Liz Cheney

Rep. Liz Cheney speaks during the Wreaths Across America event last month at the Oregon Trail State Veterans Cemetery in Evansville.

Josh Galemore, Casper Star-Tribune

CHEYENNE — Wyoming’s lone U.S. Rep. Liz Cheney said she is proud of her the first year in Congress.

Of three big successes that come to mind, federal tax reform rose to the top for the first-term Wyoming congresswoman.

“We’ve already begun to see the economic impact of that, and I think you’ll see even more in terms of cutting people’s taxes, increasing economic growth and, hopefully, bringing jobs back,” Cheney told the Wyoming Tribune Eagle recently.

The GOP tax reform was the first major legislative victory for Republicans after taking control of the House and Senate in the 2016 elections. It was a much-needed victory for Republican President Donald Trump and his party members in Congress heading into 2018, as Democrats are hoping for upsets in the midterm elections.

Tax reform legislation tied with deregulation, Cheney’s second big Republican victory in 2017.

Cheney said the combination should reap a greater degree of economic benefits in Wyoming. Cheney cited increased revenue in oil and gas lease sales in the state as an indication of what’s happening because of reduced regulation.

“That’s something we’ve seen both because of action by the president and also action in Congress through the Congressional Review Act,” she said.

Market forces drove Wyoming into an economic downturn that resulted in two consecutive years of cuts to government spending in the state Legislature. Even with a somewhat improved economic outlook in late 2017, most economists aren’t expecting a boom in the state anytime soon under the current conditions.

But Cheney said tax reform and deregulation will provide significant relief nationally and in Wyoming. While critics of the tax legislation characterize it as mostly benefiting the wealthiest individuals and corporations, Cheney said it’s a cut to everyone’s taxes.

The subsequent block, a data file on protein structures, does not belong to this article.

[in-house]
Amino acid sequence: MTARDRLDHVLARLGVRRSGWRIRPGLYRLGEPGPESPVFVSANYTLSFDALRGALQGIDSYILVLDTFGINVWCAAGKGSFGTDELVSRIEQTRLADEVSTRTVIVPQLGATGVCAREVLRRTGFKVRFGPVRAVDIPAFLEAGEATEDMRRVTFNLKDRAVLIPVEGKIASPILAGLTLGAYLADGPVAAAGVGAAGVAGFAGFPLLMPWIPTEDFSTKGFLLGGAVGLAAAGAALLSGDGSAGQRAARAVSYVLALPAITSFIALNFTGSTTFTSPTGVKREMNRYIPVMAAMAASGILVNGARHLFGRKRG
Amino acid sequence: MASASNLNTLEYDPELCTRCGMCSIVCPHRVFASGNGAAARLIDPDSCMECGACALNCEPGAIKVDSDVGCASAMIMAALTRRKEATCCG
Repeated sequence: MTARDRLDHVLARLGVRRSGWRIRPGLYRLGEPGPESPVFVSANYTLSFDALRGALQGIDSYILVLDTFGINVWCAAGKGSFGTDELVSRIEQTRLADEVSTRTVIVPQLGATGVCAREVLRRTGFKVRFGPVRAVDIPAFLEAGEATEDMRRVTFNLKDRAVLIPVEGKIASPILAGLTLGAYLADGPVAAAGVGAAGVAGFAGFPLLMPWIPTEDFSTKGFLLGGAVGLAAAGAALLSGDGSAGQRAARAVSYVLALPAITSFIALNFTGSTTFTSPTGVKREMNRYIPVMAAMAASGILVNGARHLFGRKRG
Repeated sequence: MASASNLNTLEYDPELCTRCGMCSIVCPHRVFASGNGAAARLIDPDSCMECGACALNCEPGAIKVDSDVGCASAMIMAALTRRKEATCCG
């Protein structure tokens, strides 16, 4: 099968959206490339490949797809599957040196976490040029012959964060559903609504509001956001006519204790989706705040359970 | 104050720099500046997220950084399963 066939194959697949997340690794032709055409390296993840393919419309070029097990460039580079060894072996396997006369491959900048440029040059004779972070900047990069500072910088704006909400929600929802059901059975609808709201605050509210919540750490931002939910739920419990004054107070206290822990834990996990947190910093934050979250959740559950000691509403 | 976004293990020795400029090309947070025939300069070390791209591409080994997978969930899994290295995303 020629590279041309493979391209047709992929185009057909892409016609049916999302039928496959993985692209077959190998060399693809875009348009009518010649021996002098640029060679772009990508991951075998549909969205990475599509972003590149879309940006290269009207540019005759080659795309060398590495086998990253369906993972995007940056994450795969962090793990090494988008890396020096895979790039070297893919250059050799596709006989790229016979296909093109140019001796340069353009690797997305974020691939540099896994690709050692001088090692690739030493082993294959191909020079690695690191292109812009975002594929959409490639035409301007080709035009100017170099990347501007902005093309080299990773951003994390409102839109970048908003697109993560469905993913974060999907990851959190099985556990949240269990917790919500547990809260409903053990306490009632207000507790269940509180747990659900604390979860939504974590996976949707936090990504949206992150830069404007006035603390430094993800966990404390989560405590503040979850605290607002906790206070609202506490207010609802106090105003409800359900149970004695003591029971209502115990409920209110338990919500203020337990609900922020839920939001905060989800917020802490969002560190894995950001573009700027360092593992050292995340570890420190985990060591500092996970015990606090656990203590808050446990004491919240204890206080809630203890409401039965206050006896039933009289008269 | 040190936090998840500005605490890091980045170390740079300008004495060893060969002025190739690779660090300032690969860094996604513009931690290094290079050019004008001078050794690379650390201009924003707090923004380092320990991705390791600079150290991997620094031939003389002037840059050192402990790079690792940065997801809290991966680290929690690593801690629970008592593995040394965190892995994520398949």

“Taxes are too high, people know how to spend their money better than the government does, and our president and leadership in the House was really focused on making sure this was relief for the middle class,” she said.

Cheney said she had not yet had a chance to examine how the tax reform would benefit her family compared to other tax brackets in Wyoming, but was “certainly hopeful it will provide the same kind of benefit for every Wyomingite.”

The plan lowers tax rates for each income level and doubles the standard deduction, but critics are skeptical whether individual tax cuts will be retained after 2025. In order to extend those tax cuts past that year, Republicans are counting on increases in revenue to offset deficits.

Some fear it could also result in cuts to federal spending on health-care and poverty programs, such as Medicaid, Medicare and Social Security. Candidate Trump promised none of those programs would be cut, but House Speaker Paul Ryan, R-Wis., said in December that Republicans could aim to reduce spending on certain welfare programs. Ryan also said last month Republicans would not look to make significant reforms to Social Security.

Cheney said she did not anticipate cuts to any of the programs, period. She anticipates the tax cuts would yield the anticipated revenue necessary to keep the lowered individual rates and avoid making cuts to the aforementioned federal entitlements. However, Cheney did say there is a need to make fixes to the programs to prevent abuse, especially in Medicaid.

“The problem with the abuse you see in Medicaid is you get people who draw on Medicaid who don’t need it and end up pushing off the people who do need it,” she said.

The third success story for the GOP in 2017 related to increases in spending for national security, Cheney said. As a member of the House Armed Services Committee, she pointed to the National Defense Authorization Act and measures in the appropriations bills to start increasing resources for the military, including nuclear modernization at F.E. Warren Air Force Base in Cheyenne.

It’s a busy time in Washington, D.C., however, and there was no shortage of areas to ask for Cheney’s perspective. The coming months are sure to yield several high-interest matters for her constituents to keep an eye on.